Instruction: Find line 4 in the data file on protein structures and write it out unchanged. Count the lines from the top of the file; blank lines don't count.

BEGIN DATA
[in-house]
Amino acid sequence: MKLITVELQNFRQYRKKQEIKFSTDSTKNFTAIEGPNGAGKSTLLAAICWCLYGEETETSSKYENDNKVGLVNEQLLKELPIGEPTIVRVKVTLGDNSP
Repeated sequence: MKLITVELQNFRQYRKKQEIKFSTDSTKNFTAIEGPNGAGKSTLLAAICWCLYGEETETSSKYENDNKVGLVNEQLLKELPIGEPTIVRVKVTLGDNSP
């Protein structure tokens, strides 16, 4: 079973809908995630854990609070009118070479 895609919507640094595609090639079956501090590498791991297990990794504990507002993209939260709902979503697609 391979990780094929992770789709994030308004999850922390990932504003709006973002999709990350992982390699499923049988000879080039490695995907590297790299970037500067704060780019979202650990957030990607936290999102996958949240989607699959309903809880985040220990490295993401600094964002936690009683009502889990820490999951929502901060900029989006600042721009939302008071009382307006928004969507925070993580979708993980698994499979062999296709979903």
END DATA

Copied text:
């Protein structure tokens, strides 16, 4: 079973809908995630854990609070009118070479 895609919507640094595609090639079956501090590498791991297990990794504990507002993209939260709902979503697609 391979990780094929992770789709994030308004999850922390990932504003709006973002999709990350992982390699499923049988000879080039490695995907590297790299970037500067704060780019979202650990957030990607936290999102996958949240989607699959309903809880985040220990490295993401600094964002936690009683009502889990820490999951929502901060900029989006600042721009939302008071009382307006928004969507925070993580979708993980698994499979062999296709979903």